Plenary inspiration

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(Theol.) that kind of inspiration which excludes all defect in the utterance of the inspired message.
(Theol.) See under Inspiration.

See also: Inspiration, Plenary

Webster's Revised Unabridged Dictionary, published 1913 by G. & C. Merriam Co.
References in classic literature ?
Whatever one may think of plenary inspiration, one must heartily subscribe to these words of Paul: 'Be thou an example-- in word, in conversation, in charity, in spirit, in faith, in purity.' It is the only safeguard for us poor human beings.
Often called "verbal plenary inspiration," this view articulates that God aurally revealed the written words of Scripture.
Views of "plenary inspiration" are often misconstrued as proposing some kind of mechanical dictation by God.
(2) Plenary inspiration: The text has to be interpreted in its full canonical context, (64) assuming a divine inspiration which respects both God's and the prophet's freedom, and excluding mythologizing presuppositions rooted in reductionism.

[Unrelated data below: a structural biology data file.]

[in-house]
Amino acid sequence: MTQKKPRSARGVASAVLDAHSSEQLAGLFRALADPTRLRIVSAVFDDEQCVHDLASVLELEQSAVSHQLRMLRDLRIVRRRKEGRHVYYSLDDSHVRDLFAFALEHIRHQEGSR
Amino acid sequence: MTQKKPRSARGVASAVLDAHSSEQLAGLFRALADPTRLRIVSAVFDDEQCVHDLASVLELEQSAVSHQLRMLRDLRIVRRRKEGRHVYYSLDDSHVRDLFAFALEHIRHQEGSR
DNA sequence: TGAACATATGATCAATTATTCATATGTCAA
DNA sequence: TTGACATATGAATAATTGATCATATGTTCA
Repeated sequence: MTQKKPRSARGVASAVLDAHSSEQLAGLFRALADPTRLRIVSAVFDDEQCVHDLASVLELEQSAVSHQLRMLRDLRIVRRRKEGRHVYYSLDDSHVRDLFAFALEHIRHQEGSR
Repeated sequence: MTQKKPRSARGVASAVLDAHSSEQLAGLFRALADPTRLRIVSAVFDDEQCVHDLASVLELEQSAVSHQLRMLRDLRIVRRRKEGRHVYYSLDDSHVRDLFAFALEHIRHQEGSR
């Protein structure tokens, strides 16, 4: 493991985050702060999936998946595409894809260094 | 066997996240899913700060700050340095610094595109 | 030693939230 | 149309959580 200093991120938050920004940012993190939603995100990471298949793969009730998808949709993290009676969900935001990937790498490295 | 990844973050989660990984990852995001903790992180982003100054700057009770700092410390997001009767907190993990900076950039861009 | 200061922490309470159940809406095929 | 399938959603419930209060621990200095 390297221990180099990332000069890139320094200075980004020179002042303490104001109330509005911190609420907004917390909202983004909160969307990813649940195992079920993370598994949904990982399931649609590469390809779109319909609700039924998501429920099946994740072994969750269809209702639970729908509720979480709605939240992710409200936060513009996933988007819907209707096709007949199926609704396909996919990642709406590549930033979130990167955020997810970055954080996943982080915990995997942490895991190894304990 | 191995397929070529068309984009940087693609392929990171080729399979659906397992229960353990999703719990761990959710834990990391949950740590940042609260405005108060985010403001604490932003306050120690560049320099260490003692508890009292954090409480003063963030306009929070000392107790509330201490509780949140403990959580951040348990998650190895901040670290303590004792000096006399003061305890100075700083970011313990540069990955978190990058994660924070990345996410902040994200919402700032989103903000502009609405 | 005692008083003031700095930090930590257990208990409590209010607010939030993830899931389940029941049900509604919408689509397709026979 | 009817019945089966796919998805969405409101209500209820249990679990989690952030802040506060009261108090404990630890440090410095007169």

In conclusion, this article demonstrates a possibility of harmonizing a plenary inspiration of the Bible with the findings of science, including the evolution of Adam from earlier humans, as follows:
A corollary is the plenary inspiration of the sixty-six canonical biblical books (excluding the Apocrypha), as shown by the NT use of the OT.
Pierson was a leader of the Keswick movement; a contributing editor to the Scofield Reference Bible; a defender of the unity, infallibility, and plenary inspiration of the Scriptures; and a founding figure of twentieth-century Protestant fundamentalism.
Confronted with arguments against the existence of supernatural beings, the plenary inspiration of Scripture, or the historicity of Jesus Christ, the respondents habitually recurred to a predictable ensemble of evasionary tactics.
The essential doctrines were the deity of Christ, the plenary inspiration of the Bible, substitutionary atonement, justification by faith, and sanctification.
He separated from those Baptists and other dissenters who rejected the plenary inspiration of the scriptures and the substitutionary atonement.
Before about 1870, the pastors and theologians of the popular denominations shared a common belief in such evangelical essentials as the deity of Christ, substitutionary atonement, the necessity of repentance and faith, and the plenary inspiration of the Scriptures.